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A community-based cross-sectional study for relationship of frequency of vegetables intake and osteoporosis in a Chinese postmenopausal women sample

BMC Women's HealthBMC series – open, inclusive and trusted201616:28

https://doi.org/10.1186/s12905-016-0307-5

Received: 8 July 2015

Accepted: 21 May 2016

Published: 3 June 2016

Abstract

Background

The main purpose of this study was to explore the associations between frequency of vegetables intake and osteoporosis (OP) in Chinese postmenopausal women.

Methods

We conducted a large-scale, community-based, cross-sectional study to investigate the associations by using self-report questionnaire to access frequency of vegetables intake. The total of 1903 participants was available to data analysis in this study. Multiple regression models to include frequency of vegetables variable were performed to investigate the relationships for OP, after controlling for confounding factors.

Results

Multiple regression analysis indicated that the frequency of vegetables intake was independently and significantly associated with OP (P < 0.1 for model 1 and model 2). The postmenopausal women with high frequency of vegetables intake had a higher prevalence of OP.

Conclusion

The findings indicated that frequency of vegetables intake was independently and significantly associated with OP. The prevalence of OP was more frequent in Chinese postmenopausal women preferring vegetables food habits.

Trial registration

(ClinicalTrials.gov Identifier: NCT02451397; date of registration: 2015-05-28).

Keywords

Frequency Vegetables intake Osteoporosis Chinese postmenopausal women Association

Background

Osteoporosis (OP), an important and complex health concern for post-menopausal women, is a systemic skeletal disease that is characterized by the increased risk of fragility fractures and reduced bone mineral density (BMD). Osteoporosis can affect men and women of all ages, but is more common among post-menopausal women [1]. According to the available epidemiological data, in China, the prevalence of osteoporosis is estimated at 5.5 to 15.5 % for men and 11.8 to 24.5 % for post-menopausal women [2]. Osteoporosis has become an important public health problem in China due to increased life expectancy and lifestyle changes [3].

Although bone density is largely determined by heredity and genetics, a number of lifestyle factors also play a role in the development or prevention of osteoporosis, including nutritional factors such as intake of calcium, protein, dairy foods, fruits and vegetables and vitamin D, and behavioral factors such as physical activity, smoking, and alcohol consumption, through their effects on bone development during growing years and the rate of bone loss in later life [4]. In previous studies, most of the attention has been directed towards the roles of calcium, dairy foods, and vitamin D in bone health [57]. In addition to calcium and vitamin D, a wide range of nutritional supplements have been recommended to improve low bone density, but the evidence of their benefit is limited [810]. The absence of this evidence may mean that more study is required.

It was appropriate and convenient for the current research project to conduct a large-scale study to evaluate risk factors for common diseases using a self-reported questionnaire. A subjective self-report questionnaire can accurately reflect the number of vegetables consumed [11]. Our previous association analyses for osteoporosis in Chinese postmenopausal women showed the relationships among meat consumption, coffee consumption, coronary artery disease and this outcome [1214].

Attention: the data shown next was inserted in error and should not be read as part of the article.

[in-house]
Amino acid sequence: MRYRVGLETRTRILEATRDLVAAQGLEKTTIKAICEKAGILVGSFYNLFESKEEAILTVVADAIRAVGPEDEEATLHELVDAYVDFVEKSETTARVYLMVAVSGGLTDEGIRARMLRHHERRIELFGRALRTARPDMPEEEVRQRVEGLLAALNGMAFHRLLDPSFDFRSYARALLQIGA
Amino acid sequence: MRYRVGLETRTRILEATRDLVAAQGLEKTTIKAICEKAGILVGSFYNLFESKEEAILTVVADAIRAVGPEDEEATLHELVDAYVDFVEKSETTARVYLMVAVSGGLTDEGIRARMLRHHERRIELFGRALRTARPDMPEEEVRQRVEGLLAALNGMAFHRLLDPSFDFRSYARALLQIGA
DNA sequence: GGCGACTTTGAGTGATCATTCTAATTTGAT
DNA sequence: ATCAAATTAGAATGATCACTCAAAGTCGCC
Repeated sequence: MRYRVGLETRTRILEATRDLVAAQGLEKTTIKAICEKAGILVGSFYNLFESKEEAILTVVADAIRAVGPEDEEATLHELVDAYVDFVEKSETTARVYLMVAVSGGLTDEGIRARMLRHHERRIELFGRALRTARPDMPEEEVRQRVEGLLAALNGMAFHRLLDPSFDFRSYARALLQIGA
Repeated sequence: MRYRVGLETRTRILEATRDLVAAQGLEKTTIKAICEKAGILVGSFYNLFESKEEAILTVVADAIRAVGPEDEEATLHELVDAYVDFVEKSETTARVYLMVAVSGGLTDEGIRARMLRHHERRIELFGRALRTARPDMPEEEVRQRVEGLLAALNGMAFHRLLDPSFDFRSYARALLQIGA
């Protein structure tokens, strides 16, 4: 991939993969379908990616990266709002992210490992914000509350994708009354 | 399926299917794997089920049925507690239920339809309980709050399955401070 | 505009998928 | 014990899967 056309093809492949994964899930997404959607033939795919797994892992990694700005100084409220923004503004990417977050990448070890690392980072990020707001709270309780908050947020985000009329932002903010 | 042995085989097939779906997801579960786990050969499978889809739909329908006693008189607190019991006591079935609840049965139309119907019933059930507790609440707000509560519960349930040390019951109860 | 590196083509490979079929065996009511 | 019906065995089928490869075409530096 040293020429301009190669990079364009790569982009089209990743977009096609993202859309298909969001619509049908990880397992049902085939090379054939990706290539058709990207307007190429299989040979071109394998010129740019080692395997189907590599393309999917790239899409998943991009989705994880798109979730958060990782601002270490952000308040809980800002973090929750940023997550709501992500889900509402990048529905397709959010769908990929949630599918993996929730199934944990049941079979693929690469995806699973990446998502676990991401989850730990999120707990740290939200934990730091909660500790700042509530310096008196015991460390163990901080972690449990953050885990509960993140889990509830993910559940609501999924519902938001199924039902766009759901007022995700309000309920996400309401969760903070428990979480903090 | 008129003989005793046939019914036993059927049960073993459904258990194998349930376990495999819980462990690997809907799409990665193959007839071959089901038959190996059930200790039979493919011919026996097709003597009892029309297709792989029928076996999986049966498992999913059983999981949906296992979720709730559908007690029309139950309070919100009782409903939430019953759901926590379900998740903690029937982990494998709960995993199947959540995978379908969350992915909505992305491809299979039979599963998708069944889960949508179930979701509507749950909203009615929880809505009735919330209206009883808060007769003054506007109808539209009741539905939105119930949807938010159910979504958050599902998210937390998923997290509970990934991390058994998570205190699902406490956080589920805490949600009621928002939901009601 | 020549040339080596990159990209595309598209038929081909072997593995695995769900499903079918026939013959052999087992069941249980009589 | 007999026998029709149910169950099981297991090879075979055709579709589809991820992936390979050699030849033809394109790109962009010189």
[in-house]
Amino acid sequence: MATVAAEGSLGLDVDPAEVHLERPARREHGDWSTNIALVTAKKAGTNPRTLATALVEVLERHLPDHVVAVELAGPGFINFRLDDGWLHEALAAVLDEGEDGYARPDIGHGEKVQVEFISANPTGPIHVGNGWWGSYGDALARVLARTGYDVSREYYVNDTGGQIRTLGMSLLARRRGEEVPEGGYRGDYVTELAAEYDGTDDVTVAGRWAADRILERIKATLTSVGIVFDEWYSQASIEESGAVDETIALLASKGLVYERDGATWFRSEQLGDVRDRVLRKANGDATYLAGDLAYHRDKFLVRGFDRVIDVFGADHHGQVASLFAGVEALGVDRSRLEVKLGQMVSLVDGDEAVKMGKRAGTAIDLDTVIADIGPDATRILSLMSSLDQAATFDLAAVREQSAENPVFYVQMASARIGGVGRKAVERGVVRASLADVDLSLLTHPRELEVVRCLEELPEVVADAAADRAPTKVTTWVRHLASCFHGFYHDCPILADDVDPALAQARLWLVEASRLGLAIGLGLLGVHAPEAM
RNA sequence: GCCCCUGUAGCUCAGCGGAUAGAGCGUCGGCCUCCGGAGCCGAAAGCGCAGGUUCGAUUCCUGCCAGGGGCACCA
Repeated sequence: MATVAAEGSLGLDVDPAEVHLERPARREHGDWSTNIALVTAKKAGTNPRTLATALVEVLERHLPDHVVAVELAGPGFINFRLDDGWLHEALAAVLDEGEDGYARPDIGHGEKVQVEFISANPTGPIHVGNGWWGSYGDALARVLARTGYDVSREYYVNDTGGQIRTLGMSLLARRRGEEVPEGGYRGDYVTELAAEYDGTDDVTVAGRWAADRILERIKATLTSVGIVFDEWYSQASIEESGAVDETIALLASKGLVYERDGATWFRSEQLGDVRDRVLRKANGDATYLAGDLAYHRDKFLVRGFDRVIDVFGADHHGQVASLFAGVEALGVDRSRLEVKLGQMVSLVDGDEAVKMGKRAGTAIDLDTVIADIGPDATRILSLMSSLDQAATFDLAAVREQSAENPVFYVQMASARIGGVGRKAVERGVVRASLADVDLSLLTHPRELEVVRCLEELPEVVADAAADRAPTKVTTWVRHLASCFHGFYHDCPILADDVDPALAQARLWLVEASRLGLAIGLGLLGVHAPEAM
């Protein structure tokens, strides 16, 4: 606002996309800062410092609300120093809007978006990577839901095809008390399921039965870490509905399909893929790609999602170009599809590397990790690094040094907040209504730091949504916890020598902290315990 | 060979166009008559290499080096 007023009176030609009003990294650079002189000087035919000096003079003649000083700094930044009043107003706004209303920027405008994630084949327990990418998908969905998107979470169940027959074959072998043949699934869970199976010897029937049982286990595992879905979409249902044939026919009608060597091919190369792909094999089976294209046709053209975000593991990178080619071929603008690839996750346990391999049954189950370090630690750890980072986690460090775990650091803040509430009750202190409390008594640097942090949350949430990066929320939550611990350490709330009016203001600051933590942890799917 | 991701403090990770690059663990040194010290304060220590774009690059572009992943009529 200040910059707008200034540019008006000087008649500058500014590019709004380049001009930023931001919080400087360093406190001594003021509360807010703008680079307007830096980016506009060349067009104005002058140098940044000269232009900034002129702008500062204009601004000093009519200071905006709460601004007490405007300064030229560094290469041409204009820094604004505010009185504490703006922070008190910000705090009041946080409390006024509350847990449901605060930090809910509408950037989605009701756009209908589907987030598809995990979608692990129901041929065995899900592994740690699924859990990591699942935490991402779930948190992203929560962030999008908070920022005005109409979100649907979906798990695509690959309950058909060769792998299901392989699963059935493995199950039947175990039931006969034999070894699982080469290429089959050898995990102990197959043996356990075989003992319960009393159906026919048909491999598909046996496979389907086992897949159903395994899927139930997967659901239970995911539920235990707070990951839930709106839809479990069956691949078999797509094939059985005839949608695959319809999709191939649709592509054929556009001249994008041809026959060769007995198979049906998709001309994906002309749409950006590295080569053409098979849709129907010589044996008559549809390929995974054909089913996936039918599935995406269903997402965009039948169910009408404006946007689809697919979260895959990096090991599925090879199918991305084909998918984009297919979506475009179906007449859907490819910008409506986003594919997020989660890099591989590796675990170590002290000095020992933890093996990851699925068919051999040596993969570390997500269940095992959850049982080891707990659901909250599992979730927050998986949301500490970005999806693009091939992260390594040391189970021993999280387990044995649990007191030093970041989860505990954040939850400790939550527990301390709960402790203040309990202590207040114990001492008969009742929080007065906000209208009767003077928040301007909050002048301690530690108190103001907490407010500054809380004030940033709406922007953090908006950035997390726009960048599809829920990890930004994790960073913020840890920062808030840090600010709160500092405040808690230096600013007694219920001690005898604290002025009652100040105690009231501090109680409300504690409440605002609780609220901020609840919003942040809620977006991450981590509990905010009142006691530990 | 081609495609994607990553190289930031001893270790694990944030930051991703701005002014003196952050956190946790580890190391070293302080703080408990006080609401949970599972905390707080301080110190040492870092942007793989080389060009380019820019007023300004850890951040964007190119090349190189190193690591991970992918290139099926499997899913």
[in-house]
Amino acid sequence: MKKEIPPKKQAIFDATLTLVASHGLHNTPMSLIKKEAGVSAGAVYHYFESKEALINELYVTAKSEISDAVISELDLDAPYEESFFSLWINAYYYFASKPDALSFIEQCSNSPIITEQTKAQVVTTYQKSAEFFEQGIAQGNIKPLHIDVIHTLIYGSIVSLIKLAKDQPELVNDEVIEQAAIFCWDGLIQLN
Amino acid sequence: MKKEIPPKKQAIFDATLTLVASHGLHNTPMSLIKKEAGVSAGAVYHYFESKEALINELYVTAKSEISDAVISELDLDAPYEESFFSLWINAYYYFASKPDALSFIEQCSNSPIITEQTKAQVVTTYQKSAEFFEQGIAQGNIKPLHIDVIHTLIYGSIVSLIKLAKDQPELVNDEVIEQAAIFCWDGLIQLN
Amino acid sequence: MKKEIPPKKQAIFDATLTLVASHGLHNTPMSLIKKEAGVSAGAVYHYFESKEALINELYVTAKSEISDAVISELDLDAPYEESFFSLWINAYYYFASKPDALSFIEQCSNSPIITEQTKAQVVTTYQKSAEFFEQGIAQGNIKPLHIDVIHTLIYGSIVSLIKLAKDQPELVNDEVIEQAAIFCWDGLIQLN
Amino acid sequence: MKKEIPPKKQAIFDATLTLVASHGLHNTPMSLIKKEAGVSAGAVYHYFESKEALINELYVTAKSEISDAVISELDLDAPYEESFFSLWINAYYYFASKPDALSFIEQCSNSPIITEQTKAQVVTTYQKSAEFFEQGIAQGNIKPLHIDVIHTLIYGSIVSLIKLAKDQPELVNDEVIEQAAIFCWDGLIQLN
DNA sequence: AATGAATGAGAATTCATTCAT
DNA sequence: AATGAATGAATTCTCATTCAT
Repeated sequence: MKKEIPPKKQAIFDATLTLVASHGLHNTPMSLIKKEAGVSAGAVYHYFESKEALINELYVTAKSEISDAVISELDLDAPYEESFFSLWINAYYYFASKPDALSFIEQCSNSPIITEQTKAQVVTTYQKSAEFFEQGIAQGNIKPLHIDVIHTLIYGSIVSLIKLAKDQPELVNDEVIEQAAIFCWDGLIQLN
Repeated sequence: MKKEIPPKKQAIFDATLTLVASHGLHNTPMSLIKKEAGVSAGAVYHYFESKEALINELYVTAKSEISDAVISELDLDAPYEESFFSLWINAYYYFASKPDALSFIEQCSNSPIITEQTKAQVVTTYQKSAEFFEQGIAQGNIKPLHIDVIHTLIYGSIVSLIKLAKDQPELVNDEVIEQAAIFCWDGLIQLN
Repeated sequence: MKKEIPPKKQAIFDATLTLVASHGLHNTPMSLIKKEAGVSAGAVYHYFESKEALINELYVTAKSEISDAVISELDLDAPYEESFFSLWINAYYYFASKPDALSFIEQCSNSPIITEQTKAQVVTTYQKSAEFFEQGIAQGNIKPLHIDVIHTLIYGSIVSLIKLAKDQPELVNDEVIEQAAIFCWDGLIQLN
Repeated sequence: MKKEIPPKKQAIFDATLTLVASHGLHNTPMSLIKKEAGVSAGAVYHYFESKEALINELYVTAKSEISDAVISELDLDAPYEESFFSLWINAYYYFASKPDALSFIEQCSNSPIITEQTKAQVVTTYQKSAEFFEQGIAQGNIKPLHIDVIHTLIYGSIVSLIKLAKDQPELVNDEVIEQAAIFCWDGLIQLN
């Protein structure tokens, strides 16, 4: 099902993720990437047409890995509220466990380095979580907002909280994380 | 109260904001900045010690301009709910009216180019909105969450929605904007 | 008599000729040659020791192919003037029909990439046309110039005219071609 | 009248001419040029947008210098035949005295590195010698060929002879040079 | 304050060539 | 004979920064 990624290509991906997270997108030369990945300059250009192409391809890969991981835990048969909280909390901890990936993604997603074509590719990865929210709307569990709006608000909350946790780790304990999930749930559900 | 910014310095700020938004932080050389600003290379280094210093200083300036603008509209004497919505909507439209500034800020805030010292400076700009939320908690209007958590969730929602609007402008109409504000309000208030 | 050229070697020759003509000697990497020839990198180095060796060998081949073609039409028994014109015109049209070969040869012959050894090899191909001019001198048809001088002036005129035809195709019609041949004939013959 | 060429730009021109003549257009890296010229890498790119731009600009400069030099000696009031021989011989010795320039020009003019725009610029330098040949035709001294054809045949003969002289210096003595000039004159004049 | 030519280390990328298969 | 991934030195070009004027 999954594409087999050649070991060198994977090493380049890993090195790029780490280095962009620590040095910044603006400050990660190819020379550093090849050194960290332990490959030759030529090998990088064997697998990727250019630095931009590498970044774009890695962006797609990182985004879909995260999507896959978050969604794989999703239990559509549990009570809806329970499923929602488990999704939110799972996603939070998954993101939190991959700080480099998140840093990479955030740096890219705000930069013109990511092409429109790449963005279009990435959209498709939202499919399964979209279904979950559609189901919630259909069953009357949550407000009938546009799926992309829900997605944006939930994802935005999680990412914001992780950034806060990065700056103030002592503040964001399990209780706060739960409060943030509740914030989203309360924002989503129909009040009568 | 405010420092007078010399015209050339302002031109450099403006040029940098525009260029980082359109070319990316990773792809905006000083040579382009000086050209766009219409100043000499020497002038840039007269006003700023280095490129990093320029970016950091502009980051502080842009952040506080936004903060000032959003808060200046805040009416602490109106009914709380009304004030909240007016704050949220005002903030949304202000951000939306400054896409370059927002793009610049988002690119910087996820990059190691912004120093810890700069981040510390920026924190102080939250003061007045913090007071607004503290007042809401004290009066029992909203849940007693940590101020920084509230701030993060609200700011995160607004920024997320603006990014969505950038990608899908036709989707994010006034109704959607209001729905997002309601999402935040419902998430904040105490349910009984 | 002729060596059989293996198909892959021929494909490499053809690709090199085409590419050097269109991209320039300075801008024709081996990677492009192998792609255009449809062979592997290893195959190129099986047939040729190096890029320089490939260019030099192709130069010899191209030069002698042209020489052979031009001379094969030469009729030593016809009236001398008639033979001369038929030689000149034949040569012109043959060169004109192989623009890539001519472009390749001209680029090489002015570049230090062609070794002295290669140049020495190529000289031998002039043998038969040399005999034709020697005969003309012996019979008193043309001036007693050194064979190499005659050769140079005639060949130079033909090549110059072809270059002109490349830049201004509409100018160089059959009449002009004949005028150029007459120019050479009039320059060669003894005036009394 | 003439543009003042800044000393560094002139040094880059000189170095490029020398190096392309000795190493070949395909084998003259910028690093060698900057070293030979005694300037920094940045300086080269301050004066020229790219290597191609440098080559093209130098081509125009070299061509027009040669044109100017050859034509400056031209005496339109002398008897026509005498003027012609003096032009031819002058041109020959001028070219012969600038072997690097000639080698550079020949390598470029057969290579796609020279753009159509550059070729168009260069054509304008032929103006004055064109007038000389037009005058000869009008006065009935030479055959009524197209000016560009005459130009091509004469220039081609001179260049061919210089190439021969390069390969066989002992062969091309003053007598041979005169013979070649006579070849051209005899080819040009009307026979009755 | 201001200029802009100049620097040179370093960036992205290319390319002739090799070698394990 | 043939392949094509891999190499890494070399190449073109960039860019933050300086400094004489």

Several studies have demonstrated that diets rich in vegetables result in lower dietary acid loads due to their high concentrations of potassium and magnesium (an acid environment is known to stimulate osteoclasts and reduce osteoblast activity), and thus promote a positive calcium balance [9, 15, 16]. However, one study reported that BMD and calcium intake were not significantly different in vegetarian and non-vegetarian Taiwanese adults [15]. Therefore, more studies need to be conducted on more populations. To the best of our knowledge, little is known of the association between the frequency of vegetable intake and OP in the Chinese population. The main purpose of this study was to evaluate the extent to which the frequency of vegetable intake was associated with OP among the Chinese post-menopausal population using self-reported questionnaire methods applied to a large-scale sample.

Methods

Study population

As we mentioned earlier [13, 14], a risk-factor study for OP was performed in a random sample of the Chinese population. Participants were recruited from rural and urban communities in Shanghai. Participants aged 30–90 years were included in this study. More than 2000 postmenopausal women were invited to a screening visit between 2011 and 2014. Exclusion criteria were described earlier [13, 14], some participants with chronic diseases and conditions that might potentially affect bone mass, structure, or metabolism were excluded. Briefly, the exclusion criteria were as follows: a history of 1) serious residual effects of cerebral vascular disease; 2) serious chronic renal disease (Glomerular filtration rate - GFR < 30 mL/min/1.73 m2); 3) serious chronic liver disease or alcoholism; 4) significant chronic lung disease; 5) corticosteroid therapy at pharmacologic levels; 6) evidence of other metabolic or inherited bone disease, such as hyper- or hypoparathyroidism, Paget disease, osteomalacia, or osteogenesis imperfecta; 7) recent (within the past year) major gastrointestinal disease, such as peptic ulcer, malabsorption, chronic ulcerative colitis, regional enteritis, or significant chronic diarrhea; 8) Cushing syndrome; 9) hyperthyroidism; and 10) any neurologic or musculoskeletal condition that would be a non-genetic cause of low bone mass. A total of 1903 participants was available for data analysis in this study.

Ethics statement

This study was reviewed and received ethical approval from the Ethics Committee at the Shanghai Tongji Hosptial. Permission to conduct the study was granted by the Shanghai Tongji Hosptial. Written informed consent was obtained from all study participants.